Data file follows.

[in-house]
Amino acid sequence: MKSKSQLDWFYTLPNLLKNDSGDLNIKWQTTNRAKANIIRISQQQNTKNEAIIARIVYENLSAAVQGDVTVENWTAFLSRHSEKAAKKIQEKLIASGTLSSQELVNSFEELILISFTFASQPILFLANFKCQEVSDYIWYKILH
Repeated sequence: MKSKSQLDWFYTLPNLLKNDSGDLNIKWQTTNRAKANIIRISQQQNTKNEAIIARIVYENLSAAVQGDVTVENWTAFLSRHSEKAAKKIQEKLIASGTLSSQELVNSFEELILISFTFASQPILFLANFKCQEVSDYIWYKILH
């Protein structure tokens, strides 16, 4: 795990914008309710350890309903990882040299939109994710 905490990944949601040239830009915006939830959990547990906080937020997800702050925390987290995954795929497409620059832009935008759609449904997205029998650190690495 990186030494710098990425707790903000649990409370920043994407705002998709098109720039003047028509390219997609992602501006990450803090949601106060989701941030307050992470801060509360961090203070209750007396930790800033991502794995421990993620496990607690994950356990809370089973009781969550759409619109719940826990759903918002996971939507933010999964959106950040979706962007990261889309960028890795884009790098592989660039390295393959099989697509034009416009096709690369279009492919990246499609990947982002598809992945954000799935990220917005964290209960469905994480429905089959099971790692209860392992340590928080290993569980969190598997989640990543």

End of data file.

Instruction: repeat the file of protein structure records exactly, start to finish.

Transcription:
[in-house]
Amino acid sequence: MKSKSQLDWFYTLPNLLKNDSGDLNIKWQTTNRAKANIIRISQQQNTKNEAIIARIVYENLSAAVQGDVTVENWTAFLSRHSEKAAKKIQEKLIASGTLSSQELVNSFEELILISFTFASQPILFLANFKCQEVSDYIWYKILH
Repeated sequence: MKSKSQLDWFYTLPNLLKNDSGDLNIKWQTTNRAKANIIRISQQQNTKNEAIIARIVYENLSAAVQGDVTVENWTAFLSRHSEKAAKKIQEKLIASGTLSSQELVNSFEELILISFTFASQPILFLANFKCQEVSDYIWYKILH
């Protein structure tokens, strides 16, 4: 795990914008309710350890309903990882040299939109994710 905490990944949601040239830009915006939830959990547990906080937020997800702050925390987290995954795929497409620059832009935008759609449904997205029998650190690495 990186030494710098990425707790903000649990409370920043994407705002998709098109720039003047028509390219997609992602501006990450803090949601106060989701941030307050992470801060509360961090203070209750007396930790800033991502794995421990993620496990607690994950356990809370089973009781969550759409619109719940826990759903918002996971939507933010999964959106950040979706962007990261889309960028890795884009790098592989660039390295393959099989697509034009416009096709690369279009492919990246499609990947982002598809992945954000799935990220917005964290209960469905994480429905089959099971790692209860392992340590928080290993569980969190598997989640990543």